George Floyd's Brother Says Joe Biden Deserves Election, Chance to Prove Himself as President

George Floyd's brother, Philonise Floyd, believes Democratic presidential candidate Joe Biden deserves to win the election.

"I think he [Biden] actually deserves a chance to prove himself worthy. Everybody has an opportunity but I really think he deserves it this time," Philonise told ABC 13 in Houston, the Texas city where Floyd grew up.

Members of the Floyd family traveled to different parts of the country, including Houston and Chicago, to encourage people to vote in the lead up to the election.

"I want people to know that you have a voice, you have to get out and use it every year, not just for have to put the right leaders in place at all times," Philonise told ABC13.

At the time of writing, over a million votes were yet to be counted across Arizona, Pennsylvania, Nevada, North Carolina and Georgia, according to data compiled by Edison Research for The New York Times.

Preliminary estimates of exit polls conducted in Pennsylvania, Nevada, North Carolina and Georgia showed around 80 to 92 percent of Black voters supported Biden, while seven to 17 percent voted for Trump.

Each of the polls, which were conducted by the Edison Research for the National Election Pool, was done among 3,000 to 4,600 voters.

While Floyd's brothers remain hopeful for Biden's win, they fear the George Floyd Justice in Policing Act of 2020 may not come into fruition with the Senate expected to stay under Republican control.

The bill, which has been passed by the Democratic-controlled House of Representatives, "addresses a wide range of policies and issues regarding policing practices and law enforcement accountability," according to the government website.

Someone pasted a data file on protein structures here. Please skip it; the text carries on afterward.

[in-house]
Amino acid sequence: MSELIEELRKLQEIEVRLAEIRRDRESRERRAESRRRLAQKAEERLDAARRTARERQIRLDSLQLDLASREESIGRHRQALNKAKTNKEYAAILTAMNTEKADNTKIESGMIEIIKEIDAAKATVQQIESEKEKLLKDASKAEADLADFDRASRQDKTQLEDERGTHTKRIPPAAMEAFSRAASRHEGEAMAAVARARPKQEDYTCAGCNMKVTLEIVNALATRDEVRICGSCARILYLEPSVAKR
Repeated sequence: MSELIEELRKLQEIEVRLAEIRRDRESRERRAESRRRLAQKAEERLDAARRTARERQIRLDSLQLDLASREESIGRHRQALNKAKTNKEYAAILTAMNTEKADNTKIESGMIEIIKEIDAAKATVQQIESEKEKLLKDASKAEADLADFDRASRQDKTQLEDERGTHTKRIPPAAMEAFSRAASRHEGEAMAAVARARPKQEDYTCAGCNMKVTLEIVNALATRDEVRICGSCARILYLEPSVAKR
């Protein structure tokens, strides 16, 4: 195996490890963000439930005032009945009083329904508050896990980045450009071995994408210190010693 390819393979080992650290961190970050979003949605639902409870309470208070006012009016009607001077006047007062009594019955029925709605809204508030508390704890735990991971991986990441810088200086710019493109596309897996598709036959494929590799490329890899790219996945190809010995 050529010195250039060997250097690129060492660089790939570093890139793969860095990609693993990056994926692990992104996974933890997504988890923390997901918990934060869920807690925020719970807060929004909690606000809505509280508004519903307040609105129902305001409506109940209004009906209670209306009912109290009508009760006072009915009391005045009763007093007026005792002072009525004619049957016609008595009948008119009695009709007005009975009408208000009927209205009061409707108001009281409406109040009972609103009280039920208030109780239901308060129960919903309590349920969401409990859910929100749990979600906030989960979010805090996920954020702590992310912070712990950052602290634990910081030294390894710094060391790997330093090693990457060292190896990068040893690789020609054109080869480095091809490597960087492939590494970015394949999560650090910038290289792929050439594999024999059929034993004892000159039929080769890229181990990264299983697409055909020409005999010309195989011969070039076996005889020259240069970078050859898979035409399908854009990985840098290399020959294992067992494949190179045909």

Philonise said: "Justice is on the ballot, equality is on the ballot. The Justice for George Floyd Act needs to be passed...I don't need to see anybody else choked to death."

Rodney, another one of Floyd's brothers, told ABC13: "It's not going to happen. That bill's been sitting on their desk, collecting dust."

California, George Floyd, Breonna Taylor, Ahmaud Arbery
A man walks past a mural by artist Eric Junker which reads ‘Vote- Remember Them In November’ on October 2, 2020 in Los Angeles, California. The mural features images of deceased Black shooting victims George Floyd, Breonna Taylor and Ahmaud Arbery. Floyd's brother noted Biden "deserves a chance to prove himself" by winning this election. Mario Tama/Getty Images

Floyd, an unarmed 46-year-old Black man, died in May during an arrest made by the Minneapolis Police Department after Derek Chauvin, a white officer, held Floyd to the ground with a knee to his neck for nearly eight minutes.

Floyd's death led to the arrest of the four officers involved in the incident, including Chauvin, who is facing murder and manslaughter charges in the death of Floyd. Chauvin was released from custody last month after posting bond.

The killing of Floyd reignited the Black Lives Matter (BLM) movement and saw a series of protests erupt across the globe in an outcry against police brutality and racial injustice.

BLM protesters formed a united front against President Donald Trump in a bid to oust him out of office. But neither Biden nor Trump have pledged to reduce police budgets.

Biden is aiming to "reinvigorate community-oriented policing" with a $300 million investment to boost the existing Community Oriented Policing Services (COPS) program, which he spearheaded, according to Biden's campaign website.

The Trump administration requested $1.51 billion for more than 50 programs funding state and local law enforcement, according to the budget plan of the U.S. Department of Justice for fiscal year 2021.

Biden has pledged to tackle several issues facing Black Americans including racial inequity in the country's education system, closing the racial wealth and income gaps as well as other disparities, according to the Biden campaign website.

The graphic below, provided by Statista, illustrates the key issues Americans voted on in the 2020 election.

Statista graph

The graphic below, also provided by Statista, illustrates how close presidential races have been historically.

U.S. presidential races since 1896

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